Massumi’s affect is pre-individual and pre-personal in all senses. Bodies affecting bodies comes to include all of social and material life. For these scholars of affect, ‘body’ is generalised away beyond the animate obvious. A body can be a rock, a capitalist exchange relation, a cat, a philosophy, a psychotherapy group, a social movement – any whole, that is, which is composed of parts where those parts are related together in ways that can be characterised in terms of their motion, speed and rest (Baugh, 2005, p. 30; Colebrook, 2006). The subject–object distinction is irrelevant, therefore, in the analysis of affected bodies, as is any distinction between inside consciousness and outside. Affect is a post-personal force exceeding the human (p.59, Wetherell)
However in Altered Carbon bodies are easy commodities, some of them are low value and interchangeable while others are best things money can buy, they are classed and thus organized hierarchically in terms of their usefulness, age and beauty and also enhanced to produce certain hormones or substances (perfected or engineered through ‘upgrades’ and ‘downgrades’, the privately owned expensive models or the state-provided reusable ones taken from dead people).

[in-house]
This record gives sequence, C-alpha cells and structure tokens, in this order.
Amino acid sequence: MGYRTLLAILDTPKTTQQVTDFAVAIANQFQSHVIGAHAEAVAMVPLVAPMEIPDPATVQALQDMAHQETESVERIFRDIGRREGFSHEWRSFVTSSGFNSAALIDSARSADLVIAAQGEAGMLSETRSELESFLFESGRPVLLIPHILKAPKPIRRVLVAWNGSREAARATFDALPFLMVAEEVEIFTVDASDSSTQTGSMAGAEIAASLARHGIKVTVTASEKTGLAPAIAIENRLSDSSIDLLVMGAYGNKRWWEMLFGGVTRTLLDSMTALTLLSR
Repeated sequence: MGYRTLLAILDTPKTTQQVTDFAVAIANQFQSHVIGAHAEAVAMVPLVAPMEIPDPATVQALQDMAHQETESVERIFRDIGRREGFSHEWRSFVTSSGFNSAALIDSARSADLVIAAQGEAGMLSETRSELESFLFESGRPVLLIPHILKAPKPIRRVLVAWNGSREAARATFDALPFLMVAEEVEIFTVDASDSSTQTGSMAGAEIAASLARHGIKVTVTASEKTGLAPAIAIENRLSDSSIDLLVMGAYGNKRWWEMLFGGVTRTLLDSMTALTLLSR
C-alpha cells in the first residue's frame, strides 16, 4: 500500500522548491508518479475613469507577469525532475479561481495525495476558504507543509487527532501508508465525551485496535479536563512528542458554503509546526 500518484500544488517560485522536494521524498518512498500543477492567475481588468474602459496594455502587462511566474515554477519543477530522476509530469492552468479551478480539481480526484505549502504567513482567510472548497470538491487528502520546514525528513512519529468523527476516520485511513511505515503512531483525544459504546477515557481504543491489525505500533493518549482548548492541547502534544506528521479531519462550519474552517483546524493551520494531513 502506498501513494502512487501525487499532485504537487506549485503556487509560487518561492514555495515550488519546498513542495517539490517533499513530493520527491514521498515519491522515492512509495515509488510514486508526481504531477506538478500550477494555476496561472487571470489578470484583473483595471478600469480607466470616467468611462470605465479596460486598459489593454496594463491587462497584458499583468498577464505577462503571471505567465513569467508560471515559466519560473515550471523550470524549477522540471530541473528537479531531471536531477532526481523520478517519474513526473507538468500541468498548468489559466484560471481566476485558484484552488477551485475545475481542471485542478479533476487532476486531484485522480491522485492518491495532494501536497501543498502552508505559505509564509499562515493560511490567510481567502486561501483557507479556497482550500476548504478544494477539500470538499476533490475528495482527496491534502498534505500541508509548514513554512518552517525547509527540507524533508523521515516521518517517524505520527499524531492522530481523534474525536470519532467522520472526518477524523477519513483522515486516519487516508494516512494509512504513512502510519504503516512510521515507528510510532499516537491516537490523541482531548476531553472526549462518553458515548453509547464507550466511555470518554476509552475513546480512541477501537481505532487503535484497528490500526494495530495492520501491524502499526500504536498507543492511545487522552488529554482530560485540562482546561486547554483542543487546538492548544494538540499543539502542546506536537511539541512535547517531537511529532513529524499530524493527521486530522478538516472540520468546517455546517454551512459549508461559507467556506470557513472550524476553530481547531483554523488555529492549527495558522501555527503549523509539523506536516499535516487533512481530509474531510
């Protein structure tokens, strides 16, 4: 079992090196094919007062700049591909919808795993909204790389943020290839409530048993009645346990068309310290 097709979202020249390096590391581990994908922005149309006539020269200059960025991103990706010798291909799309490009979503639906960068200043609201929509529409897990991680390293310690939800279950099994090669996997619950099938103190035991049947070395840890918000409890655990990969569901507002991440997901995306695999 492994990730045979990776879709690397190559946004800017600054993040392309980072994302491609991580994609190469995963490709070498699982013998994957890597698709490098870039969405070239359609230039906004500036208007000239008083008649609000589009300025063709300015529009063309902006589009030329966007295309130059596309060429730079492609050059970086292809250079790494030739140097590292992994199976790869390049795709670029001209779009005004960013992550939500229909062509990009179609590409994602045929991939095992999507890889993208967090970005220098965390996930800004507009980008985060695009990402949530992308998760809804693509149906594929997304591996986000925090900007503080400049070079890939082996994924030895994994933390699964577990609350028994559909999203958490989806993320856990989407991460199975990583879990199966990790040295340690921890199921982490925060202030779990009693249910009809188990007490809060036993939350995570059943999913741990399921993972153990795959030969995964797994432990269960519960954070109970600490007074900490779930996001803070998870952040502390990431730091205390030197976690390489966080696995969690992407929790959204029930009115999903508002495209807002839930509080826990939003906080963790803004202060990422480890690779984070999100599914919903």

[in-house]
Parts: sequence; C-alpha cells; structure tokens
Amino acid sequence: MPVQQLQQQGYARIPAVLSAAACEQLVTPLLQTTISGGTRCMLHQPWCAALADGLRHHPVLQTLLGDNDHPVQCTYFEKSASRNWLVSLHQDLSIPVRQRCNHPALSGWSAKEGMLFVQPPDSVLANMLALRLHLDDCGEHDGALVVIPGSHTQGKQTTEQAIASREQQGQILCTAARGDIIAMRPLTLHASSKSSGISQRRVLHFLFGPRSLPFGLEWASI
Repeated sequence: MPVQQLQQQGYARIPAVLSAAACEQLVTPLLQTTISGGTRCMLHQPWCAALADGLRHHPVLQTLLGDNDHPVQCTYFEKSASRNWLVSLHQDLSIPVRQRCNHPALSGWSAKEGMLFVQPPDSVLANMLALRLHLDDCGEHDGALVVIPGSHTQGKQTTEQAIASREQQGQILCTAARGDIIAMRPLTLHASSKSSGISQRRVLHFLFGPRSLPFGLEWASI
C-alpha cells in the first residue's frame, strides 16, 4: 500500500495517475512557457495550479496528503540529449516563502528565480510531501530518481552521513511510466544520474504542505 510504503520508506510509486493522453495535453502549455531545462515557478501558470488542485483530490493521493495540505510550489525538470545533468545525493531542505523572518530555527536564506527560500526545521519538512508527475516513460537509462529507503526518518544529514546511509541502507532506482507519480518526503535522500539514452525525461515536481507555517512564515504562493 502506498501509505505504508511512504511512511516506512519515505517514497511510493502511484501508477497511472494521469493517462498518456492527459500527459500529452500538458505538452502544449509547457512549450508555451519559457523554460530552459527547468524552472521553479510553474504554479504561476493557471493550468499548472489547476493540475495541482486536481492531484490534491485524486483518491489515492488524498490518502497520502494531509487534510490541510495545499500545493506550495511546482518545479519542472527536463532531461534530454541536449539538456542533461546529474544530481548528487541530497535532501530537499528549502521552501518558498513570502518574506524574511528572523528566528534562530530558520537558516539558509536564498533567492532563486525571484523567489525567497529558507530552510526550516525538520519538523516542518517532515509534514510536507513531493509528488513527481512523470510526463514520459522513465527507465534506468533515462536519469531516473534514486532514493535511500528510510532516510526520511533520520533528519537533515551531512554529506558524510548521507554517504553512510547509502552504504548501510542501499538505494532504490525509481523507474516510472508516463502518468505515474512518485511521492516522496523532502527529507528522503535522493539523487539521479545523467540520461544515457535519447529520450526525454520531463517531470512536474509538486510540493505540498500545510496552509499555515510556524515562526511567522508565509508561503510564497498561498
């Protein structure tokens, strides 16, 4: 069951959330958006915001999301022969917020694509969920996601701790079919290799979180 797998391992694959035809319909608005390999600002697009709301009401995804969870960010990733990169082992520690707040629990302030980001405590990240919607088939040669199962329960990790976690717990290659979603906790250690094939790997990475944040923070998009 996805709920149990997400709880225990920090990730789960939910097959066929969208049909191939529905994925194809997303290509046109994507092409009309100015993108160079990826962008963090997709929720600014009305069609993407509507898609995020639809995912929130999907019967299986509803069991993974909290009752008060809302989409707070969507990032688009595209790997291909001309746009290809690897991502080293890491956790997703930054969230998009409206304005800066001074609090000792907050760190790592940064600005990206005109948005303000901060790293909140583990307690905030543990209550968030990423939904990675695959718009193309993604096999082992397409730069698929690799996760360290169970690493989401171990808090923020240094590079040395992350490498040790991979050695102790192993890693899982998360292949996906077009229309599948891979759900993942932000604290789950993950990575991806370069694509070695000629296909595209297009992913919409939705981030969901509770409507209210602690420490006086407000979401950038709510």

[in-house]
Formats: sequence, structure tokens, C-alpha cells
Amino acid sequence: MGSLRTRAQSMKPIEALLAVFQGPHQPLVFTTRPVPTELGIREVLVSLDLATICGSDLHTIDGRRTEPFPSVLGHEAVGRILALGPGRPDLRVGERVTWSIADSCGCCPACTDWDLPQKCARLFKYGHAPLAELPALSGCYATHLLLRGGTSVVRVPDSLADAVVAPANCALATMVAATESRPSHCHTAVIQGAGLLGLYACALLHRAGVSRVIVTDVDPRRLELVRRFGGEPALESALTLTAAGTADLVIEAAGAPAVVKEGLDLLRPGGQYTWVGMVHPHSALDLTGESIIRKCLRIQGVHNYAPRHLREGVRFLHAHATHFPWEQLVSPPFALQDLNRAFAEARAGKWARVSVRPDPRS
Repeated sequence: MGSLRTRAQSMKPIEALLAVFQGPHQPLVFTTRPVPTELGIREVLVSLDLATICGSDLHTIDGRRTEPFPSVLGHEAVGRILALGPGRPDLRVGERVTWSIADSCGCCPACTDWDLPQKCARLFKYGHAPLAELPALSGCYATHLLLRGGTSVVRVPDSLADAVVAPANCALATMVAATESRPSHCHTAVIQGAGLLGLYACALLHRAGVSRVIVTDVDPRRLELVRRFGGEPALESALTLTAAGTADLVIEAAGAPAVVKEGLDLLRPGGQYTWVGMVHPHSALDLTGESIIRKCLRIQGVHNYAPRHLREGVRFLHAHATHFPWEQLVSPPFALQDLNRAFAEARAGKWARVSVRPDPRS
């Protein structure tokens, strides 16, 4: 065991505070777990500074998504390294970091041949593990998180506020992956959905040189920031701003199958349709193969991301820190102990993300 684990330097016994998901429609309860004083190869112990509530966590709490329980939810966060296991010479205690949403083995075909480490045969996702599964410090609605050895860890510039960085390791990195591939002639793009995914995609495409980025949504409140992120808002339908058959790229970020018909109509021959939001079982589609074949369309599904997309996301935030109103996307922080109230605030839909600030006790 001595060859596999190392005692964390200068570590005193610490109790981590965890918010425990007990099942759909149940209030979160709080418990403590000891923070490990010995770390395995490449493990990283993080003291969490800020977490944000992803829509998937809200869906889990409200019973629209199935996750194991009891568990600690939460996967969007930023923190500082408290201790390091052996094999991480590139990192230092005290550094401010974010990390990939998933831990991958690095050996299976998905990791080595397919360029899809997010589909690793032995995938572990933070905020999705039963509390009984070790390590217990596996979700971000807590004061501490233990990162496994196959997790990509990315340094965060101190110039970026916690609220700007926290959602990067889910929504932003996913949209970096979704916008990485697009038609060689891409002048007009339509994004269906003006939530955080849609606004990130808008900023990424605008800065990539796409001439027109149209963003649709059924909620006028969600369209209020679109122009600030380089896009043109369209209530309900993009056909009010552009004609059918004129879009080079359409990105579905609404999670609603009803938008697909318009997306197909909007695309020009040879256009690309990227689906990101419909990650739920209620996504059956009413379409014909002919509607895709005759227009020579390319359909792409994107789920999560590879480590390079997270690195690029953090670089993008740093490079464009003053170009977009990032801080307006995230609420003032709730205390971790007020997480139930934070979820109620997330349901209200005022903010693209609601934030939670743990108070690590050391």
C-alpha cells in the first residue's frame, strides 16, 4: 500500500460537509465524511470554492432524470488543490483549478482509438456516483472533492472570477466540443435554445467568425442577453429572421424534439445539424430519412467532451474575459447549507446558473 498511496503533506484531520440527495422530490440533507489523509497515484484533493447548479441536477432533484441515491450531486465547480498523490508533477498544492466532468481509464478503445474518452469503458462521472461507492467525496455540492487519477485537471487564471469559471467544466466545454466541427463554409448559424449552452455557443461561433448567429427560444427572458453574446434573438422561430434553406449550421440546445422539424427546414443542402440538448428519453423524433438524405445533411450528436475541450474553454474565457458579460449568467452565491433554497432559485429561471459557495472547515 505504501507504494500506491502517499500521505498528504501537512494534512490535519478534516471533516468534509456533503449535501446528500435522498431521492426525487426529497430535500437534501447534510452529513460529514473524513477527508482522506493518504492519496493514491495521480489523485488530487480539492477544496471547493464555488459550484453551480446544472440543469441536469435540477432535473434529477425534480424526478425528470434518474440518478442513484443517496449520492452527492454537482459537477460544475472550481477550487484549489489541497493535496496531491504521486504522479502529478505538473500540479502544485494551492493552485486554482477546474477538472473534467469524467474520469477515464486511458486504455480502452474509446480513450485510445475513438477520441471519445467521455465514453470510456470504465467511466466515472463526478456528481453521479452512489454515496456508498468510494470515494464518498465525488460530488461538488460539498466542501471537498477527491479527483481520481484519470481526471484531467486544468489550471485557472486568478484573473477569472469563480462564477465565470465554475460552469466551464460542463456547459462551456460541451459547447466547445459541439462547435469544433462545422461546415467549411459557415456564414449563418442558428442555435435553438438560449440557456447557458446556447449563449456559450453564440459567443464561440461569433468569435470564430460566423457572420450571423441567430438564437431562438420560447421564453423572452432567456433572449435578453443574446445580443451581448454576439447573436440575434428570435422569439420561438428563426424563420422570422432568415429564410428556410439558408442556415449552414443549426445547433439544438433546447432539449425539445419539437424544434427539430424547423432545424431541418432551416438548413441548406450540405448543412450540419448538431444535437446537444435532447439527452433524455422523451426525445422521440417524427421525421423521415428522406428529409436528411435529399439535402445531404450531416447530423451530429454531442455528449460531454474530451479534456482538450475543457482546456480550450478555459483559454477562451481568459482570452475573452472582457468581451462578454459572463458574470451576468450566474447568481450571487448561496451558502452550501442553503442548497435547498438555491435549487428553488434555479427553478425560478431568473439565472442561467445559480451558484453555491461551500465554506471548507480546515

From another perspective, and in Takeshi’s case if emotions are influenced by consciousness and they in turn permeate it, BUT at the same time these reside in a specific body, what happens when you remove the consciousness of a person and place it into a new body? I would imagine that emotive memories might still remain but they would be reordered by the individual through the experience of being in a new body, as this creates ‘fresh’ affects (distinctive to that body). Say if you switch from a frail to a muscular tough body, or from being a man to being a woman, surely the ways in which you take in the world shift slightly, not only because of your experience of being in the world has changed but also because of how other react to you (so physiological but also socially constructed). Wetherell adds: “(…) both films and politics engage through rollercoasters of affect: identification, investment, disgust, cynicism and immersion.” (p.59)